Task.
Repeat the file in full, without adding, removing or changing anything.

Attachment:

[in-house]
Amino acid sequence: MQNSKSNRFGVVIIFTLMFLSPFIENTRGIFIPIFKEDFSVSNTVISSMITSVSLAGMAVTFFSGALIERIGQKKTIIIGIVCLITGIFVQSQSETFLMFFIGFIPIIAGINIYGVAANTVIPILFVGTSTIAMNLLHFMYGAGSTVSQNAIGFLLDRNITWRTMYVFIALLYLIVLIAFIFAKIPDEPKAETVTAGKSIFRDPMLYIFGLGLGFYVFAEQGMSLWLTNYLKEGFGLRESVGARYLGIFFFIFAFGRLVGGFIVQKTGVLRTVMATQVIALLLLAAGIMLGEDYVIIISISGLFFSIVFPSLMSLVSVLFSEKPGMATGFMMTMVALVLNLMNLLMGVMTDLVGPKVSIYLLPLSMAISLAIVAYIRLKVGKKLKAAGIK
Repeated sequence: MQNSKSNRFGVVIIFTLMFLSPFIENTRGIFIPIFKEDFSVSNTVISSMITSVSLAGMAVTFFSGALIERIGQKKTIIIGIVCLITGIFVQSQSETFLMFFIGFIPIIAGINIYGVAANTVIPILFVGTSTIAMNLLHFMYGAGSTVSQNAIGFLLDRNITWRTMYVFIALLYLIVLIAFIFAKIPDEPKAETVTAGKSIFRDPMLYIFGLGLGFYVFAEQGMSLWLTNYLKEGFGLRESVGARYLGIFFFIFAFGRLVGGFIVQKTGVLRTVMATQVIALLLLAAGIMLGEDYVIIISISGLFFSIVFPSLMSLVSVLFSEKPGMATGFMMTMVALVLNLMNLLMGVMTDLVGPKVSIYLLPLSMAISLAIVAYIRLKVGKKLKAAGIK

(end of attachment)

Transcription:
[in-house]
Amino acid sequence: MQNSKSNRFGVVIIFTLMFLSPFIENTRGIFIPIFKEDFSVSNTVISSMITSVSLAGMAVTFFSGALIERIGQKKTIIIGIVCLITGIFVQSQSETFLMFFIGFIPIIAGINIYGVAANTVIPILFVGTSTIAMNLLHFMYGAGSTVSQNAIGFLLDRNITWRTMYVFIALLYLIVLIAFIFAKIPDEPKAETVTAGKSIFRDPMLYIFGLGLGFYVFAEQGMSLWLTNYLKEGFGLRESVGARYLGIFFFIFAFGRLVGGFIVQKTGVLRTVMATQVIALLLLAAGIMLGEDYVIIISISGLFFSIVFPSLMSLVSVLFSEKPGMATGFMMTMVALVLNLMNLLMGVMTDLVGPKVSIYLLPLSMAISLAIVAYIRLKVGKKLKAAGIK
Repeated sequence: MQNSKSNRFGVVIIFTLMFLSPFIENTRGIFIPIFKEDFSVSNTVISSMITSVSLAGMAVTFFSGALIERIGQKKTIIIGIVCLITGIFVQSQSETFLMFFIGFIPIIAGINIYGVAANTVIPILFVGTSTIAMNLLHFMYGAGSTVSQNAIGFLLDRNITWRTMYVFIALLYLIVLIAFIFAKIPDEPKAETVTAGKSIFRDPMLYIFGLGLGFYVFAEQGMSLWLTNYLKEGFGLRESVGARYLGIFFFIFAFGRLVGGFIVQKTGVLRTVMATQVIALLLLAAGIMLGEDYVIIISISGLFFSIVFPSLMSLVSVLFSEKPGMATGFMMTMVALVLNLMNLLMGVMTDLVGPKVSIYLLPLSMAISLAIVAYIRLKVGKKLKAAGIK